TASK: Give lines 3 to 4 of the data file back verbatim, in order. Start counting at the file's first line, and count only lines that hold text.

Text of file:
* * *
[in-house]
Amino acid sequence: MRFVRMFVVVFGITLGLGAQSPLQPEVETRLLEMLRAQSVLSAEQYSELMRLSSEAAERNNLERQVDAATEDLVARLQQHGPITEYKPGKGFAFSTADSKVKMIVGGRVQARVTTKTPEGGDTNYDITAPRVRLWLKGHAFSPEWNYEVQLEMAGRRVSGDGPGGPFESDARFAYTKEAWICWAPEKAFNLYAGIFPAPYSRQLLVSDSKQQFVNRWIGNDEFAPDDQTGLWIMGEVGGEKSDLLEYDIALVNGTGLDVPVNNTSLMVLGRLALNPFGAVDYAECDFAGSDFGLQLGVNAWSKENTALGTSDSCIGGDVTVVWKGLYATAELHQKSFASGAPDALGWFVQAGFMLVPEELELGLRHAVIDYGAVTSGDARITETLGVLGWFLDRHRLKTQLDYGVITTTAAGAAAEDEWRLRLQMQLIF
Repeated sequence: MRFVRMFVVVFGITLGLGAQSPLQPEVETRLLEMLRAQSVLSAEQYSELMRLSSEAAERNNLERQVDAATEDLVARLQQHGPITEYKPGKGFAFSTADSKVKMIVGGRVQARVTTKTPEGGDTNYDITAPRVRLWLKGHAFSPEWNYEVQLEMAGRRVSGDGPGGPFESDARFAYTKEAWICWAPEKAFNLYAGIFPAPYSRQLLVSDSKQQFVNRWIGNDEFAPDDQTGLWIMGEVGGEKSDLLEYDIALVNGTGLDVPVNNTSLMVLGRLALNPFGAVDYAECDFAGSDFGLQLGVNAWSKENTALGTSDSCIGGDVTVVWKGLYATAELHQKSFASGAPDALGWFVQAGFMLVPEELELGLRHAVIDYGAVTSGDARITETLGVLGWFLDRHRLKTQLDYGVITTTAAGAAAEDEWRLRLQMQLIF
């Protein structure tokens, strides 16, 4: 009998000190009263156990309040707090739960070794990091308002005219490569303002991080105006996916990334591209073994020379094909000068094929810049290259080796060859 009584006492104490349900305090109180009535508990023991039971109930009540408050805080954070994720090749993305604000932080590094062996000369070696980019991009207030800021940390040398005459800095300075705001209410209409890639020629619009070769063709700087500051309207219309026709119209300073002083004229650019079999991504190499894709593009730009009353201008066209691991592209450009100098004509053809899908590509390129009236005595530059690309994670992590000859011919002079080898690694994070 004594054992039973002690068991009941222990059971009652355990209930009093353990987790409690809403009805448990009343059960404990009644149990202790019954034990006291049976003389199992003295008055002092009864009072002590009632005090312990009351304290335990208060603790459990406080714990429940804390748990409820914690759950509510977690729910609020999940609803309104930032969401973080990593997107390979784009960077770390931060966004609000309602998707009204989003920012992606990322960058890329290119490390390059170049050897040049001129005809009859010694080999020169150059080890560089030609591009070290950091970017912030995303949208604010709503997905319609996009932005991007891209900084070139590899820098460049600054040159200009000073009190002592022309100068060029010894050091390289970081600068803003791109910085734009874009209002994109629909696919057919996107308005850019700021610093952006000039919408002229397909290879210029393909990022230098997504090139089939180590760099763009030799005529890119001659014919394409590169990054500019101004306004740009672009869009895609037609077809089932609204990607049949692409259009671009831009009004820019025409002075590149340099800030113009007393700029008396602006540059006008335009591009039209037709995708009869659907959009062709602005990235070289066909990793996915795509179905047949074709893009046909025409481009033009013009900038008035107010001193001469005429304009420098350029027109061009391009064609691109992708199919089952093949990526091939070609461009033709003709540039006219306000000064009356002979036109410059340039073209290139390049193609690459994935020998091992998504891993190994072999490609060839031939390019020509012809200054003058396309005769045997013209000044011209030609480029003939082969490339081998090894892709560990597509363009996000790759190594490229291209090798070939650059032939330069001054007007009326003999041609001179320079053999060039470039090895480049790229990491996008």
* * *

Repeated sequence: MRFVRMFVVVFGITLGLGAQSPLQPEVETRLLEMLRAQSVLSAEQYSELMRLSSEAAERNNLERQVDAATEDLVARLQQHGPITEYKPGKGFAFSTADSKVKMIVGGRVQARVTTKTPEGGDTNYDITAPRVRLWLKGHAFSPEWNYEVQLEMAGRRVSGDGPGGPFESDARFAYTKEAWICWAPEKAFNLYAGIFPAPYSRQLLVSDSKQQFVNRWIGNDEFAPDDQTGLWIMGEVGGEKSDLLEYDIALVNGTGLDVPVNNTSLMVLGRLALNPFGAVDYAECDFAGSDFGLQLGVNAWSKENTALGTSDSCIGGDVTVVWKGLYATAELHQKSFASGAPDALGWFVQAGFMLVPEELELGLRHAVIDYGAVTSGDARITETLGVLGWFLDRHRLKTQLDYGVITTTAAGAAAEDEWRLRLQMQLIF
């Protein structure tokens, strides 16, 4: 009998000190009263156990309040707090739960070794990091308002005219490569303002991080105006996916990334591209073994020379094909000068094929810049290259080796060859 009584006492104490349900305090109180009535508990023991039971109930009540408050805080954070994720090749993305604000932080590094062996000369070696980019991009207030800021940390040398005459800095300075705001209410209409890639020629619009070769063709700087500051309207219309026709119209300073002083004229650019079999991504190499894709593009730009009353201008066209691991592209450009100098004509053809899908590509390129009236005595530059690309994670992590000859011919002079080898690694994070 004594054992039973002690068991009941222990059971009652355990209930009093353990987790409690809403009805448990009343059960404990009644149990202790019954034990006291049976003389199992003295008055002092009864009072002590009632005090312990009351304290335990208060603790459990406080714990429940804390748990409820914690759950509510977690729910609020999940609803309104930032969401973080990593997107390979784009960077770390931060966004609000309602998707009204989003920012992606990322960058890329290119490390390059170049050897040049001129005809009859010694080999020169150059080890560089030609591009070290950091970017912030995303949208604010709503997905319609996009932005991007891209900084070139590899820098460049600054040159200009000073009190002592022309100068060029010894050091390289970081600068803003791109910085734009874009209002994109629909696919057919996107308005850019700021610093952006000039919408002229397909290879210029393909990022230098997504090139089939180590760099763009030799005529890119001659014919394409590169990054500019101004306004740009672009869009895609037609077809089932609204990607049949692409259009671009831009009004820019025409002075590149340099800030113009007393700029008396602006540059006008335009591009039209037709995708009869659907959009062709602005990235070289066909990793996915795509179905047949074709893009046909025409481009033009013009900038008035107010001193001469005429304009420098350029027109061009391009064609691109992708199919089952093949990526091939070609461009033709003709540039006219306000000064009356002979036109410059340039073209290139390049193609690459994935020998091992998504891993190994072999490609060839031939390019020509012809200054003058396309005769045997013209000044011209030609480029003939082969490339081998090894892709560990597509363009996000790759190594490229291209090798070939650059032939330069001054007007009326003999041609001179320079053999060039470039090895480049790229990491996008």